Chris Addison likens his naked physique to a collage of Twiglets. Watching his live DVD, I’m drawn to comparisons with Pepperami Man. But what I notice first, finding him tucked into the corner banquette of a London café, are large hands capped by beautifully manicured – and surprisingly long – nails. It almost, but not quite, distracts from his wafer-thin frame and boyish mien.
You have a pianist’s fingers, I point out, when he insists – running down all the “lacks” that encouraged him to try stand up – that he lacks the patience and talent to learn to play a musical instrument. “I do. And indeed I have a piano, but the fact that I have both of those things and yet don’t really play the piano merely serves to prove my point!”
I’d been asking how he became a comic, since his original dream was to direct in the theatre. “I did it because it’s a really simple creative outlet. I didn’t think stand-up was going to be easy but I did think it was going to be a relief, because in that year after university that nobody tells you about, when all the things you were able to take for granted – all of the opportunities, all of the like-minded folk with time on their hands – disappear.”
A bona fide comedy geek, he was the kid recording programmes off the telly, buying comedy albums, and memorising Rowan Atkinson routines. “My gran lived with us, and I remember sitting in her room watching Victoria Wood As Seen On TV, while the rest of the family were downstairs watching something else. I would listen to Radio 4, on a Sunday afternoon, when they would play classic shows. I got really into Round the Horne and I’m Sorry, I’ll Read That Again. Then a friend lent me some of his dad’s Goon Show LPs. Comedy was the thing that I discovered for myself. I would religiously listen to the 6:30pm comedy slot on a Monday. I would cook chips and listen to the News Quiz, and that’s when I first heard Armando Iannuci’s name.”
Iannuci, of course, gave Addison the role of a lifetime as Ollie Reeder, in The Thick of It, and now Addison’s come full circle, directing episodes of Veep, Iannuci’s American reworking of that concept, starring Julia Louis-Dreyfus.
Addison tells me that the impulse to direct came from seeing wonderful productions – some of the most memorable at the Royal Exchange, while growing up in Manchester – and thinking, “‘I wouldn’t have done it that way.’ Some people stop there, but for me, that’s the starting point for thinking, ‘What would I do instead? How?’”
A director works behind the scenes. What drew him in front of the footlights? He read English at university. Was it the inventive wordplay? “I like laughing. It sounds such a stupid thing to say. I like being in a room full of people who are killing themselves laughing. Wordplay isn’t of particular interest. Stupidity is of great interest. I love silliness. That’s why I did those [early] shows in Edinburgh [such as one focused on the Periodic Table of the Elements]. I love the bigness of the idea as against the stupidity of the joke. The bigger the distance between the alleged highfalutin concept and the idiocy of the joke, the funnier it is for me. Which is why I love Python, which was a huge influence on me as a kid. I used to save up and buy the videos.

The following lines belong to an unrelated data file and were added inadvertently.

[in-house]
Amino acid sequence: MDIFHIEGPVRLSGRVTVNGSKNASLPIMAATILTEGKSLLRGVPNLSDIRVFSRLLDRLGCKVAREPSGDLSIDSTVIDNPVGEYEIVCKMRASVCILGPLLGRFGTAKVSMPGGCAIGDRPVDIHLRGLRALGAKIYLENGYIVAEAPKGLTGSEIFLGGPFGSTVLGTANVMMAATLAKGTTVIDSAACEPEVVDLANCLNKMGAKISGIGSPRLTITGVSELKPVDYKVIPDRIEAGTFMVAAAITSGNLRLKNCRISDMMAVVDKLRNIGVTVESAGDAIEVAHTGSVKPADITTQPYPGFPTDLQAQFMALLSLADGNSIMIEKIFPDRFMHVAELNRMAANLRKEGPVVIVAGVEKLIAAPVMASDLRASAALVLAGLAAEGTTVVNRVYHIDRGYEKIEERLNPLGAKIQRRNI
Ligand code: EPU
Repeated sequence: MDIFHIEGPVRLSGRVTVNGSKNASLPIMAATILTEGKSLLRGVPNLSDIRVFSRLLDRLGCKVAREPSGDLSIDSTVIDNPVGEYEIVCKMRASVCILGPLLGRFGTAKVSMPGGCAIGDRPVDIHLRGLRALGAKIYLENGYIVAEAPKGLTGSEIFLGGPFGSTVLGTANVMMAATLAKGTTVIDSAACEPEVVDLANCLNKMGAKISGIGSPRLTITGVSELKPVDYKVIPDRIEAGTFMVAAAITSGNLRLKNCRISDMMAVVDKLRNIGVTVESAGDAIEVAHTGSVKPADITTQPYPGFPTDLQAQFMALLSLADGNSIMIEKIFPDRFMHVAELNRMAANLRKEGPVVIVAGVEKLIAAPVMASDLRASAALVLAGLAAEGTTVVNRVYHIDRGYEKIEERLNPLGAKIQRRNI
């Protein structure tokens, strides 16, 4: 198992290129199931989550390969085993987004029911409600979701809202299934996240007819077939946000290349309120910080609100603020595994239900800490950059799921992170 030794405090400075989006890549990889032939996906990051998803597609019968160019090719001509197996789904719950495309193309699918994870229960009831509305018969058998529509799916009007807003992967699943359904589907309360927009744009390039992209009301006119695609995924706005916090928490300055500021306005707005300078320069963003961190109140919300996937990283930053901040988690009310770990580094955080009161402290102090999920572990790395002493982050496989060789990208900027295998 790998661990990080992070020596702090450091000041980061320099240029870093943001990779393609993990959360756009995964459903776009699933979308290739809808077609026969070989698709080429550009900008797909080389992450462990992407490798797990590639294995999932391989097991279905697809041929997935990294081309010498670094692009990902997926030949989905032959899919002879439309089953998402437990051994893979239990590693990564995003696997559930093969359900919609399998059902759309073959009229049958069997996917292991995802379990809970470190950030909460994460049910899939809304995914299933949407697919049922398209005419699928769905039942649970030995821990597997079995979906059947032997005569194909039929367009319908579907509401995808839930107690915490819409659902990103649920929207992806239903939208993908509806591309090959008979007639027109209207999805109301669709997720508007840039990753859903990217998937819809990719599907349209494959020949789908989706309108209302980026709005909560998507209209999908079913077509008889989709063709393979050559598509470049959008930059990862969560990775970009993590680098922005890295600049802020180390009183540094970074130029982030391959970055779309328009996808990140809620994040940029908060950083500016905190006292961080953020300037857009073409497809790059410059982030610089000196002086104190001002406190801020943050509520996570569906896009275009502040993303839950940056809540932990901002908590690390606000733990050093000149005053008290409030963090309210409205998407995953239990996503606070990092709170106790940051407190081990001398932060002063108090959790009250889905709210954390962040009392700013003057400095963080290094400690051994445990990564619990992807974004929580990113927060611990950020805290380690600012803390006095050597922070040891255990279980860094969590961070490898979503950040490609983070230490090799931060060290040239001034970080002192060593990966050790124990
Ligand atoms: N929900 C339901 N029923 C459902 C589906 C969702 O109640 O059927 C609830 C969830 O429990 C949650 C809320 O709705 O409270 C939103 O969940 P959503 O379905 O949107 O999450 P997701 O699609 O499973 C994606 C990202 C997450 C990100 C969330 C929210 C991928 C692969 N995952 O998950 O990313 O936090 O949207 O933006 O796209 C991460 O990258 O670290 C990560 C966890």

“Another huge thing was watching Billy Connolly’s An Audience With, which he filmed in 1985. I taped it off the telly and watched it every day. My friend [and co-writer] Carl Cooper says it’s like when you see the deaf programming on telly: there’s the person doing sign language in the corner, and there’s the television programme behind them. When you’re watching Connolly it’s like he’s the little man in the corner and behind him you can see these extraordinary images that he’s painting. That is what appealed to me.”
Addison reiterates his points, ticking them off on those fingers: “Stupidity on the one hand, and drawing people into a world, and there’s a real togetherness aspect, which I absolutely love. Whether it’s you and your mates in a room screaming, or a whole bunch of people in an arena laughing because Michael McIntyre is telling them something they all recognise. It’s one of the things that I always loved about the Goon Show: the feeling that comes right through the radio that all the people in that room are in the same gang for a couple of hours. So those are the things that appeal to me, stupidity, painting worlds and togetherness.”
Yet he took a five year break from stand-up, to concentrate on radio and television – including filming The Thick of It, and its movie spin-off, In the Loop. On returning, he discovered his approach had changed. He felt much more comfortable talking about himself, and attributes this to becoming a father. He now has two children. “When I started out, at 23, I was talking, as all young comics do, about whimsical stuff. About dolphins being adopted and their real parents turning up, and what it would be like if real football was like Subbuteo, and all this whimsy, whimsy, whimsy.
“Then you get a bit of life behind you. You stop caring about what other people think and start to care about what a very limited number of the population think about you, and those people are small and relatively dependent on you. When I went back to doing stand-up I was approaching 40, the point in your life when you should have stopped worrying so much about those things anyway. So it was part of a natural process.”
I’d have thought that protective paternal instincts would make you more self-consciousness about what, and how much, to reveal. “To an extent. I very rarely make jokes about my family. My family, whom I love, didn’t ask for me to become a comedian. There’s no justification for my holding them up as subjects for ridicule. And there’s certainly no justification for my bringing people into the world and then doing that to them. It’s not a moral judgement, it just makes me feel uneasy. I’ve told a couple of stories about them. And my godchildren. But nothing bad. I limit it.”
In any event he’s reluctant to dwell too much on parenthood, funny as it is, because it’s a far from universal experience, and his audience demographic is so varied. “I get kids who are 12, 13; people who are in their late 80s. My audience comes from an astonishing range of places and I love that. At the centre is this core of people who’ve known me for years from Radio 4. Then the Thick of It bunch, the Mock the Week bunch, the Skins bunch, and then there are the people who just turn up to whatever is on at the theatre.”